I am so deeply proud of this country and the men and women who stand in harms way for us.  To any of them who may be reading today, including my brother, sincerely, from the bottom of my heart, I thank you.  Thank you for protecting me and my family.  Thank you for your sacrifice.  And I thank your families as well because they sacrifice just as much.  I honestly can’t find the words to express just how much gratitude I feel…and that’s saying something because me?  I’m rarely speechless.

To read about Veteran’s Day from the perspective of a veteran, visit this blog written by our dear friend, Jeremy.

Happy Veteran’s Day.


My grnadmother with her youngest child, Tammy, on the island of South Caicos circe 1965ish.

My grandmother with her youngest child, Tammy, on the island of South Caicos circa 1964-ish.

This day holds another significance for me.  Today is my grandmother’s birthday.  Mimi would have been 80 today.  Instead of celebrating with us, however, she’s dancing at the foot of the King and has been since March of 2003.  All I can say is I can’t wait to get to heaven to see Mimi dance because for as long as I was growing up that was not an activity she condoned.  I want to see her shake her groove thang on the streets of gold.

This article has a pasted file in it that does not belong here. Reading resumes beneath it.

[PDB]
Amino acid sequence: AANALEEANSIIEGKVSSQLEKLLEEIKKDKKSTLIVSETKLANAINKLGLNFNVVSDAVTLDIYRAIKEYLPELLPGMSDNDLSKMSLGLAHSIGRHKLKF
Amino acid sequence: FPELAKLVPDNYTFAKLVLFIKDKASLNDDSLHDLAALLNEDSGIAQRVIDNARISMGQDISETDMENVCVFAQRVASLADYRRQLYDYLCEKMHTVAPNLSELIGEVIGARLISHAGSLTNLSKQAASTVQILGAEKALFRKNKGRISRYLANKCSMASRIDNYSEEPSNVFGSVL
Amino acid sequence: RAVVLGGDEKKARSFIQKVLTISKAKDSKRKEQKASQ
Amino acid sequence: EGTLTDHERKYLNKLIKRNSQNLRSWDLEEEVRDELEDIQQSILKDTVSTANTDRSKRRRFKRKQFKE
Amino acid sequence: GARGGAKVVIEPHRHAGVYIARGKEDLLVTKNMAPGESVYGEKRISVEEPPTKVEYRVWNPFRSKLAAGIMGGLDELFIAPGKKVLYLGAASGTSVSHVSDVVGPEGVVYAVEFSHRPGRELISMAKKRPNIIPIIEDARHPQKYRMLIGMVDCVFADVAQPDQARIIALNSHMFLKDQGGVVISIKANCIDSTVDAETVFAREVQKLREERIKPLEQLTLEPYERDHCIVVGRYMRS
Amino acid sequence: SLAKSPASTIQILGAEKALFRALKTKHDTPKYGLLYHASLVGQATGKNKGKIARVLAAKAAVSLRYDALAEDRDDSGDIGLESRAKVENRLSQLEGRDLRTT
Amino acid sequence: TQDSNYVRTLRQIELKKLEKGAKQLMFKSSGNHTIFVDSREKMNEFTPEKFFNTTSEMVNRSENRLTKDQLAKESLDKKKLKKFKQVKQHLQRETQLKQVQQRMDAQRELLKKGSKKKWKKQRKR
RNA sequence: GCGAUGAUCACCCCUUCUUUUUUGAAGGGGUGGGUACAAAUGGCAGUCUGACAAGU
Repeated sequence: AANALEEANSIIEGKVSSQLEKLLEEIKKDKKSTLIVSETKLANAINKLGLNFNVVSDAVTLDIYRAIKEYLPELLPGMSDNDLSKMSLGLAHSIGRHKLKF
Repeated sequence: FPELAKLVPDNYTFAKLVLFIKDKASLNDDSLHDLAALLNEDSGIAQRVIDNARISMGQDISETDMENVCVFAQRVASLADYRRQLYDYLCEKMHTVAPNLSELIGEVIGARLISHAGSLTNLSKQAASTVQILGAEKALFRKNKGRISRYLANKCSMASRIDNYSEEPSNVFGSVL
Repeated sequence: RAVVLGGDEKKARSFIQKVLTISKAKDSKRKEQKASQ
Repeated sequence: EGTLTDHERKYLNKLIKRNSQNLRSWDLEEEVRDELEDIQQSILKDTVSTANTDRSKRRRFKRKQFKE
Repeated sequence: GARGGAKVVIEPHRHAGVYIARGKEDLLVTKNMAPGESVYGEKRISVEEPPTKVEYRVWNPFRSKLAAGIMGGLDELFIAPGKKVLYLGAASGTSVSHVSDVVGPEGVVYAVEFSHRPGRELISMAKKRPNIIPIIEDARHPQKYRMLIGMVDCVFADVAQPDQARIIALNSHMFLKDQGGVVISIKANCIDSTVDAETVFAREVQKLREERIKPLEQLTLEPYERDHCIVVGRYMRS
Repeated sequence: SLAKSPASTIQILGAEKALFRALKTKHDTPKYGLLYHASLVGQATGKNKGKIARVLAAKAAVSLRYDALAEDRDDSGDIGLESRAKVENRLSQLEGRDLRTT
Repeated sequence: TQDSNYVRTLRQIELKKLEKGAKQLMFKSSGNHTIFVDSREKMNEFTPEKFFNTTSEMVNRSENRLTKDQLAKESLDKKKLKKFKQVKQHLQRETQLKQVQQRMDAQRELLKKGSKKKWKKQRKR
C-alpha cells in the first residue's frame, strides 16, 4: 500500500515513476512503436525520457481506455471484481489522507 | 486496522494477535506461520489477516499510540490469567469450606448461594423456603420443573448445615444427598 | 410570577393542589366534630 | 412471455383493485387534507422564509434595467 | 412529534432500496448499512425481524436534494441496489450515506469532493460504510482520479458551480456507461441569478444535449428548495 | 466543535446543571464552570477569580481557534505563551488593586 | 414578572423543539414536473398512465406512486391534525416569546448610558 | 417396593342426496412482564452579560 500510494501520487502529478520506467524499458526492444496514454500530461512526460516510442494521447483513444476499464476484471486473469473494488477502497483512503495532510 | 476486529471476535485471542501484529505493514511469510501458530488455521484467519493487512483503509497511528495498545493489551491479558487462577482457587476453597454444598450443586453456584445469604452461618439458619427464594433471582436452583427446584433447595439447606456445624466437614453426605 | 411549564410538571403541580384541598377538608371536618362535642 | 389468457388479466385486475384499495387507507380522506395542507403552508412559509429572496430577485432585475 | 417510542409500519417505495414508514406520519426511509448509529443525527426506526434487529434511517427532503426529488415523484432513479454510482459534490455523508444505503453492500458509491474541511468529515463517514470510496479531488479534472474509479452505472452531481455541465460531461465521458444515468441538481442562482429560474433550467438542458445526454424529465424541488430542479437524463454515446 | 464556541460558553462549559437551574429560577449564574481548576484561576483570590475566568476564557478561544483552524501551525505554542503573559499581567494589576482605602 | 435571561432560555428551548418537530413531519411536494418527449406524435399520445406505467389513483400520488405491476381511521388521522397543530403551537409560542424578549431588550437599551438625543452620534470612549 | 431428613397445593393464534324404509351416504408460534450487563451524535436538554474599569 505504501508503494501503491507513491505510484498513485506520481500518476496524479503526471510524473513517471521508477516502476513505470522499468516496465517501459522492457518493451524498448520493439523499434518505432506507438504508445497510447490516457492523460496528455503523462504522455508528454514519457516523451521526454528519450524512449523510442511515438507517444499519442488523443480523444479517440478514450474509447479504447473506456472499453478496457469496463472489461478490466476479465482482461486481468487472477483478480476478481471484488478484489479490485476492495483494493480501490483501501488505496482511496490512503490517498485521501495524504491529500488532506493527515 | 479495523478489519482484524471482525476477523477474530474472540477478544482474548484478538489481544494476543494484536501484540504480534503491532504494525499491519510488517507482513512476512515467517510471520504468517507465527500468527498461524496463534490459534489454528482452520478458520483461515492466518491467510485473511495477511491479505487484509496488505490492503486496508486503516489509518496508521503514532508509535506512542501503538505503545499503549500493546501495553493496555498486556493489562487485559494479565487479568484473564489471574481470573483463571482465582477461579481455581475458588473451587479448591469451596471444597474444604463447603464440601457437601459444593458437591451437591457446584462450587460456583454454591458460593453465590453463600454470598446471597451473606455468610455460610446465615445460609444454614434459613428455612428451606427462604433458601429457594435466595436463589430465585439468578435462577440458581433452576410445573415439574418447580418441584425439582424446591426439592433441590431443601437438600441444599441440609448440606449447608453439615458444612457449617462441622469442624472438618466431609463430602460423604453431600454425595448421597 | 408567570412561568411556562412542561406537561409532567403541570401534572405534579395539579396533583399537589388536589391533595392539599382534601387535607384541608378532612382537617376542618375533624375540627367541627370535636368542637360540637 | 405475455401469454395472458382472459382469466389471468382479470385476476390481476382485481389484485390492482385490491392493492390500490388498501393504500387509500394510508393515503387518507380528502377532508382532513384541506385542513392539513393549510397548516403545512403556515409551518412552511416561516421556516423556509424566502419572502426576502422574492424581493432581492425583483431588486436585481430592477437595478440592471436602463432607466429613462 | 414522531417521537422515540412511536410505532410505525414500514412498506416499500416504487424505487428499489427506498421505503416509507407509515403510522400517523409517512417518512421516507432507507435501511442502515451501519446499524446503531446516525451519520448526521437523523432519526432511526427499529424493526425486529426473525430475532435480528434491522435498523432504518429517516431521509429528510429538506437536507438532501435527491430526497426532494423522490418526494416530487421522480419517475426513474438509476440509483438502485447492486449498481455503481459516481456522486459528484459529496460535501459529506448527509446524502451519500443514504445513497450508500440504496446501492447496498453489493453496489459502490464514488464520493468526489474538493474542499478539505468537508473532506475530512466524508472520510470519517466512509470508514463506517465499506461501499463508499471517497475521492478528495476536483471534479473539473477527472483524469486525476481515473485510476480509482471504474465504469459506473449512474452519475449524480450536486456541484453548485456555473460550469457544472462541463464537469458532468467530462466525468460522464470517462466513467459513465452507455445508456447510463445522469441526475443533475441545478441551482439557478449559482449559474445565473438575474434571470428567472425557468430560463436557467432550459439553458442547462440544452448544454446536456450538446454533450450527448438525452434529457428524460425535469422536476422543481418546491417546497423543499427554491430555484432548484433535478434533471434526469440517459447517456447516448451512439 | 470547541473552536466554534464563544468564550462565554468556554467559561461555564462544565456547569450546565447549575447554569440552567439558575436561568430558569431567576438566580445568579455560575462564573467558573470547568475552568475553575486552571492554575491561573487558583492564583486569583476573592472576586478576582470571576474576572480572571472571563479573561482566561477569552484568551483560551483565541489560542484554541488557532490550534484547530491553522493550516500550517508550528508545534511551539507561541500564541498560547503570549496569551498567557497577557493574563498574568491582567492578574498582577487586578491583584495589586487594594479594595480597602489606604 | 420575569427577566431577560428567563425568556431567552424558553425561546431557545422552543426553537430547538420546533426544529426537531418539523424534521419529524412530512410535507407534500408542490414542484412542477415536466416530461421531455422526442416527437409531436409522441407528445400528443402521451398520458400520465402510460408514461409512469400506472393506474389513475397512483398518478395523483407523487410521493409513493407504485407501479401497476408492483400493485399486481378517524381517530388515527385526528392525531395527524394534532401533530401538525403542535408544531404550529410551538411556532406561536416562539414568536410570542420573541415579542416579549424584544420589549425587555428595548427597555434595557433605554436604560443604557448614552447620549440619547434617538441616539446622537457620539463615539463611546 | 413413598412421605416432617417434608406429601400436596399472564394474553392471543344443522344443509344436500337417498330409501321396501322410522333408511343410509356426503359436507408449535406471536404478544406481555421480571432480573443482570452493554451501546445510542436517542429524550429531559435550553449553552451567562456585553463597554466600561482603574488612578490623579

I so wish that Mimi were here with us.  I wish she could have met Tia and Landon.  I wish she could have come with my mom and I to her beloved Turks and Caicos islands last year.  I would have loved to hear her talk about her years there as a young mom and missionary.  It would have been nice to hear more of her stories.  I appreciate her so much more now that I am a mom myself.  And I miss her.

Thankfully, I have some of the journals she kept during her years as a pioneer missionary in the Carribbean.  They are a window into who she was as a young woman and I love to hold such a precious key to my past.

I am so proud of the heritage that has been passed down to me through my grandparents and parents.  I am proud of all of my family. They are living out the Great Commission every single day literally all over the world.  I couldn’t be more honored to share DNA with such a fine group of people.

Today’s post is dedicated to Mimi, a woman whom I admire, respect, miss and love.  May I pass the torch of faithfulness to my own children, just as it has been passed to me.